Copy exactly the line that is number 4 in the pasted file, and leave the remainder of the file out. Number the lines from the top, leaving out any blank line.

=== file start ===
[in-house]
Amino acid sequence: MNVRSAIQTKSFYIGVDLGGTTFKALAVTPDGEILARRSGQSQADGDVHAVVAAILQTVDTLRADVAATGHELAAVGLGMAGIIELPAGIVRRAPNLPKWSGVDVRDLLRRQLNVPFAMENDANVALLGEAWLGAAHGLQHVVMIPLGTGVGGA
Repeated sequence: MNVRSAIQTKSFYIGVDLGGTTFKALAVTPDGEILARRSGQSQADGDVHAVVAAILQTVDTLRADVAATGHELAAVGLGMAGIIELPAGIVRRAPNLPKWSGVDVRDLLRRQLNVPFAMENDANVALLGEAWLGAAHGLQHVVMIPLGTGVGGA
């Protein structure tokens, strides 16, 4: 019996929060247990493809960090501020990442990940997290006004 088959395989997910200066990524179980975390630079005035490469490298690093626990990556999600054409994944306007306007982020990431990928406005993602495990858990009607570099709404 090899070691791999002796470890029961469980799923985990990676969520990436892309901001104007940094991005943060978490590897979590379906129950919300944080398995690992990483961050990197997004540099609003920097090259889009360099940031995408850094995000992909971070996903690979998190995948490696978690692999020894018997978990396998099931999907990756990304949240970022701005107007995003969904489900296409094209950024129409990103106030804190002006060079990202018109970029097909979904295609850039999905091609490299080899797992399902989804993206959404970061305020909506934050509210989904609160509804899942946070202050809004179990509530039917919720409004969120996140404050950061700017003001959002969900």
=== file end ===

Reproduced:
């Protein structure tokens, strides 16, 4: 019996929060247990493809960090501020990442990940997290006004 088959395989997910200066990524179980975390630079005035490469490298690093626990990556999600054409994944306007306007982020990431990928406005993602495990858990009607570099709404 090899070691791999002796470890029961469980799923985990990676969520990436892309901001104007940094991005943060978490590897979590379906129950919300944080398995690992990483961050990197997004540099609003920097090259889009360099940031995408850094995000992909971070996903690979998190995948490696978690692999020894018997978990396998099931999907990756990304949240970022701005107007995003969904489900296409094209950024129409990103106030804190002006060079990202018109970029097909979904295609850039999905091609490299080899797992399902989804993206959404970061305020909506934050509210989904609160509804899942946070202050809004179990509530039917919720409004969120996140404050950061700017003001959002969900």